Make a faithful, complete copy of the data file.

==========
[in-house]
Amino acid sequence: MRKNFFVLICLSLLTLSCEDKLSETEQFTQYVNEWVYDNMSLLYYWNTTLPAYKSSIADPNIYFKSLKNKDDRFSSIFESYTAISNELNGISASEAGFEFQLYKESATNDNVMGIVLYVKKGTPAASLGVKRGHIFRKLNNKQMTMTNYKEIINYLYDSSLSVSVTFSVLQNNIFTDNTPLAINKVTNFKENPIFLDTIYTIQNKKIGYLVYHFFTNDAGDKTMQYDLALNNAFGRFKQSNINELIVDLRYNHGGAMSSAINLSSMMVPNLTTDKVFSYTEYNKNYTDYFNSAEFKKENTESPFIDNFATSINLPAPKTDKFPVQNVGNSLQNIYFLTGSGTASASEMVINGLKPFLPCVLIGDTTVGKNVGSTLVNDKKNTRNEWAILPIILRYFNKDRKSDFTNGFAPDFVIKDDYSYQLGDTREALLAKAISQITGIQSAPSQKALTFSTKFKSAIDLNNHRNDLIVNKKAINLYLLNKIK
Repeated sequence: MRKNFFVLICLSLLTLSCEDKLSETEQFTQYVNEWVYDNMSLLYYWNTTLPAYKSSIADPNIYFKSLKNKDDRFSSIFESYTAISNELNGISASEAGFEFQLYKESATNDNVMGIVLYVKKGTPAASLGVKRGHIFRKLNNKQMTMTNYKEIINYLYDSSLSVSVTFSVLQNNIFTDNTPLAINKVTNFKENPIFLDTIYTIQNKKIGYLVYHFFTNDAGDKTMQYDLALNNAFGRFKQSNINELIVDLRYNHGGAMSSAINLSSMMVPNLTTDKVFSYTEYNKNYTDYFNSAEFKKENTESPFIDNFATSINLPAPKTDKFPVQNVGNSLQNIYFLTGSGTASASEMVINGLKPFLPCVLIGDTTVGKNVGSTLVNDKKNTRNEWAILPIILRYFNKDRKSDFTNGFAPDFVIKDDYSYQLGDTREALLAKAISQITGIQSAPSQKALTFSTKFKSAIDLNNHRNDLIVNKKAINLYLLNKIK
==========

[in-house]
Amino acid sequence: MRKNFFVLICLSLLTLSCEDKLSETEQFTQYVNEWVYDNMSLLYYWNTTLPAYKSSIADPNIYFKSLKNKDDRFSSIFESYTAISNELNGISASEAGFEFQLYKESATNDNVMGIVLYVKKGTPAASLGVKRGHIFRKLNNKQMTMTNYKEIINYLYDSSLSVSVTFSVLQNNIFTDNTPLAINKVTNFKENPIFLDTIYTIQNKKIGYLVYHFFTNDAGDKTMQYDLALNNAFGRFKQSNINELIVDLRYNHGGAMSSAINLSSMMVPNLTTDKVFSYTEYNKNYTDYFNSAEFKKENTESPFIDNFATSINLPAPKTDKFPVQNVGNSLQNIYFLTGSGTASASEMVINGLKPFLPCVLIGDTTVGKNVGSTLVNDKKNTRNEWAILPIILRYFNKDRKSDFTNGFAPDFVIKDDYSYQLGDTREALLAKAISQITGIQSAPSQKALTFSTKFKSAIDLNNHRNDLIVNKKAINLYLLNKIK
Repeated sequence: MRKNFFVLICLSLLTLSCEDKLSETEQFTQYVNEWVYDNMSLLYYWNTTLPAYKSSIADPNIYFKSLKNKDDRFSSIFESYTAISNELNGISASEAGFEFQLYKESATNDNVMGIVLYVKKGTPAASLGVKRGHIFRKLNNKQMTMTNYKEIINYLYDSSLSVSVTFSVLQNNIFTDNTPLAINKVTNFKENPIFLDTIYTIQNKKIGYLVYHFFTNDAGDKTMQYDLALNNAFGRFKQSNINELIVDLRYNHGGAMSSAINLSSMMVPNLTTDKVFSYTEYNKNYTDYFNSAEFKKENTESPFIDNFATSINLPAPKTDKFPVQNVGNSLQNIYFLTGSGTASASEMVINGLKPFLPCVLIGDTTVGKNVGSTLVNDKKNTRNEWAILPIILRYFNKDRKSDFTNGFAPDFVIKDDYSYQLGDTREALLAKAISQITGIQSAPSQKALTFSTKFKSAIDLNNHRNDLIVNKKAINLYLLNKIK